1. Is paid installation available from Starlink?

No.

  1. What happens if the dish is covered by snow or ice?

Doesn’t happen, even in Vermont. The dish is heated.

  1. How reliable is Starlink?

Beta users generally reported good reliability. There were times when the service was deliberately taken down for adjustment. That shouldn’t happen once the Beta test is over. It is sensitive to obstructions like tree limbs which typically cause 5-15 second outages (you freeze on Zoom). Choosing a good location for the dish is critical. Even with no obstructions, there are occasionally Zoom-freezing blips but it most people have found it more than adequate for work-at-home, especially compared to DSL

  1. Does Starlink degrade in bad weather?

Not noticeably. Unlike satellite TV or service from wireless ISPs, where the radio signals travel almost horizontally, the Starlink signal is going almost straight up so is through the weather in just a few miles. It is affected by a thunderstorm directly overhead.

Starlink is far more reliable than any terrestrial service in a weather emergency so long as you have backup power at your location. The satellites are far above the weather which may topple telephone poles or bring down the lines. They are solar powered so remain in operation indefinitely, unlike the towers of cellular operators and wireless ISPs (WISPs) which can run out of fuel for their generators in a prolonged emergency.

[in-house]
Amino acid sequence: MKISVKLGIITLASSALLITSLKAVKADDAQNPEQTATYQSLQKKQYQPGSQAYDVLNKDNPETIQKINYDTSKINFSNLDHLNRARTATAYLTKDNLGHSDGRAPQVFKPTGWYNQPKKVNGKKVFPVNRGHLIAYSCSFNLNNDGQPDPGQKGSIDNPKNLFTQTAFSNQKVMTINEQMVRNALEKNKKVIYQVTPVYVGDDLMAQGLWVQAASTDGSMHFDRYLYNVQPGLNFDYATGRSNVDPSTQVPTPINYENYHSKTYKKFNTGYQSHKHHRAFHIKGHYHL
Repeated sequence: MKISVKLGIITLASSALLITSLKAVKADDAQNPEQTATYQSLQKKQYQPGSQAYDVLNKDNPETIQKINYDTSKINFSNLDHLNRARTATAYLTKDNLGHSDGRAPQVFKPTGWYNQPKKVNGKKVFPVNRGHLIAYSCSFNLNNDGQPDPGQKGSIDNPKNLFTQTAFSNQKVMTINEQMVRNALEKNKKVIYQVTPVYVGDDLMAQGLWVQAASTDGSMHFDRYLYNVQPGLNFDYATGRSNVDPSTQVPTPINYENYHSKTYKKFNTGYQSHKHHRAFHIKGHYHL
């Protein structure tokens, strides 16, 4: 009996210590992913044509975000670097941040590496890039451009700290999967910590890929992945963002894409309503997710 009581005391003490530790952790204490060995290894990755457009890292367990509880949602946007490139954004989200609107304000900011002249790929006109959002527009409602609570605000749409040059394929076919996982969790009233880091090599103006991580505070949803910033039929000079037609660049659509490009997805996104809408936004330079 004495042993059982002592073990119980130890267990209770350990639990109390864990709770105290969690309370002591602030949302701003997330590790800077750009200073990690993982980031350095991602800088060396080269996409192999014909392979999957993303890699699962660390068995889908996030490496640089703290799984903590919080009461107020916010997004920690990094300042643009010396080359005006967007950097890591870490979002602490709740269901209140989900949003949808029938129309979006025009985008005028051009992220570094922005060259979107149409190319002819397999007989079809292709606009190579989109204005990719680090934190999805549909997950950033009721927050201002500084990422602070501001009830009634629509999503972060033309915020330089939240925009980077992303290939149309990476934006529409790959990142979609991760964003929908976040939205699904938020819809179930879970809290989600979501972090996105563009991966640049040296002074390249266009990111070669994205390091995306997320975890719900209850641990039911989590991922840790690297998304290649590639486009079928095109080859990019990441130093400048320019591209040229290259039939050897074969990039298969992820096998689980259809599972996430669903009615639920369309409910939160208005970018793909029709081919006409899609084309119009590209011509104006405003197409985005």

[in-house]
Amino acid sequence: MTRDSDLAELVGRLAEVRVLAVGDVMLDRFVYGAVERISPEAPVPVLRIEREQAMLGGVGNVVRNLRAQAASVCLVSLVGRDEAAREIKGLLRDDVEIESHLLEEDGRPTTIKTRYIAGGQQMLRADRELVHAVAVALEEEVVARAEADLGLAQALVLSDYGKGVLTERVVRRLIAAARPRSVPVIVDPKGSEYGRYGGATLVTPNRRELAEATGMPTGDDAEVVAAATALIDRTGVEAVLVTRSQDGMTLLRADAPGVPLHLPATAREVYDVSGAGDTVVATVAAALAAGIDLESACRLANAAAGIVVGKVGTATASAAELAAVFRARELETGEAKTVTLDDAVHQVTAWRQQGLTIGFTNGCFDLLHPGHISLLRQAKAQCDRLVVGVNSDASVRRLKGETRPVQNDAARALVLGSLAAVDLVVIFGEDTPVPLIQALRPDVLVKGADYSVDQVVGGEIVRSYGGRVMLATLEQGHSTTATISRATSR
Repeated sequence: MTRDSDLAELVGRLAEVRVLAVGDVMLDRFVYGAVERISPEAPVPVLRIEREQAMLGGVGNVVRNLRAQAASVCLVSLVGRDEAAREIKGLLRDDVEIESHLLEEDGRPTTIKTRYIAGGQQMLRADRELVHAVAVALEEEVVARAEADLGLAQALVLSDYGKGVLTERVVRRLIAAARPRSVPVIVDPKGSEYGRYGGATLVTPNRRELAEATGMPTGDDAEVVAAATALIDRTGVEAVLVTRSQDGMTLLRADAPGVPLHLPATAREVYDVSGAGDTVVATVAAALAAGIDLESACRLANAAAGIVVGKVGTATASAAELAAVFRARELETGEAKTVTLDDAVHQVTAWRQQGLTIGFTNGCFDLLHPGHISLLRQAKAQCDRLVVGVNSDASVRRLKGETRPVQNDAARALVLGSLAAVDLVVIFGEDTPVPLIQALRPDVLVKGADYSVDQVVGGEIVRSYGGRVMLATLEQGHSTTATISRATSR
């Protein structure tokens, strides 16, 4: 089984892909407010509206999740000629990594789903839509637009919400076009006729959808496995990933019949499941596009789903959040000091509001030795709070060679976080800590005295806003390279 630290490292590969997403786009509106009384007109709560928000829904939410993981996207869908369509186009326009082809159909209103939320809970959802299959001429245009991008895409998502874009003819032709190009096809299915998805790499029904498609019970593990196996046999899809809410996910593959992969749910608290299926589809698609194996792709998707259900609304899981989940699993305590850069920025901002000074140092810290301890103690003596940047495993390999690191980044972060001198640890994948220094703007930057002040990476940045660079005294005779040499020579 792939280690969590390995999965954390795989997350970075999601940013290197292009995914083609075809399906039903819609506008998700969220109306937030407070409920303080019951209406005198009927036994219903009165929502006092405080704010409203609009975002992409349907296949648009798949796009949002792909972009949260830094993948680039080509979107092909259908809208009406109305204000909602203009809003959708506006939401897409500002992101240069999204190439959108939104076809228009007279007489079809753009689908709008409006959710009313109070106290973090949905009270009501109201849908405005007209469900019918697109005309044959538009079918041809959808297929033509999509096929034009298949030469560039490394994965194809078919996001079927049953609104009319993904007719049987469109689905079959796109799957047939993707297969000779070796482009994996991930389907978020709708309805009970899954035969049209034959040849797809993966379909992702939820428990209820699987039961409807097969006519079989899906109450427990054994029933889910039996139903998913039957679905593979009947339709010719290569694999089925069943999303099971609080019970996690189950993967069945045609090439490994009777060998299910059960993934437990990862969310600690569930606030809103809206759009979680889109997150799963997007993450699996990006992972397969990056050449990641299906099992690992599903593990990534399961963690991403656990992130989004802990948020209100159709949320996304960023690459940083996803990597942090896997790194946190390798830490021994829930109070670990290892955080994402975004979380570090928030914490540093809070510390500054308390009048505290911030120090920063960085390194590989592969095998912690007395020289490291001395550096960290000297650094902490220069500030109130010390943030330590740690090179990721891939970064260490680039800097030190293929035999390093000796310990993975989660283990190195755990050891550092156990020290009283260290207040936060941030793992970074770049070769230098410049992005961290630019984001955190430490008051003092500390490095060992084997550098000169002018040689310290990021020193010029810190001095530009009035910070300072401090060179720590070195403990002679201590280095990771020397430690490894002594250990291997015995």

1. Is Starlink service likely to degrade or have data caps added as more users are added to the system?

Probably not. So far Starlink is limiting the number of new signups to the number of people in each area they can serve without degrading service. As of September 30, 20121 they had 1657 satellites in orbit – each satellite circles the earth every ninety minutes. 1429 of these satellites are operational and the remainder are being positioned for service. Up until May of 2021, Starlink was launching 60 new satellites approximately every two weeks on SpaceX reusable rockets. However, only 54 satellites have been launched since then and launches are not scheduled to resume until December of 2021.  

  1. When is Starlink the best choice for broadband in Vermont?

The best broadband service is the broadband service you can get now. There is a huge waiting list for Starlink and new signups in Vermont are being quoted delivery dates from between early to mid to 2022 to late 2022 depending upon location.

If fiber runs by your house and you can have it installed NOW at a reasonable price, it is probably the best option for you. See Starlink Beta vs. Fiber.